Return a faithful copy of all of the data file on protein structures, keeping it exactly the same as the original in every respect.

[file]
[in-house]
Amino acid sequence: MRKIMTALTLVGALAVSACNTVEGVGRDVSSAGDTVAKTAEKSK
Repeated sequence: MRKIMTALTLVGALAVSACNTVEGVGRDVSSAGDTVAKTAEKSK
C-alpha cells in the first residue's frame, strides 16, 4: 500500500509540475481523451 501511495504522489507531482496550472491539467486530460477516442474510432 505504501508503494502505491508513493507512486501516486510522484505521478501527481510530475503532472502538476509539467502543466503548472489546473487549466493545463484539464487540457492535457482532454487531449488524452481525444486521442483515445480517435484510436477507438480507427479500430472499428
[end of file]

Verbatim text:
[in-house]
Amino acid sequence: MRKIMTALTLVGALAVSACNTVEGVGRDVSSAGDTVAKTAEKSK
Repeated sequence: MRKIMTALTLVGALAVSACNTVEGVGRDVSSAGDTVAKTAEKSK
C-alpha cells in the first residue's frame, strides 16, 4: 500500500509540475481523451 501511495504522489507531482496550472491539467486530460477516442474510432 505504501508503494502505491508513493507512486501516486510522484505521478501527481510530475503532472502538476509539467502543466503548472489546473487549466493545463484539464487540457492535457482532454487531449488524452481525444486521442483515445480517435484510436477507438480507427479500430472499428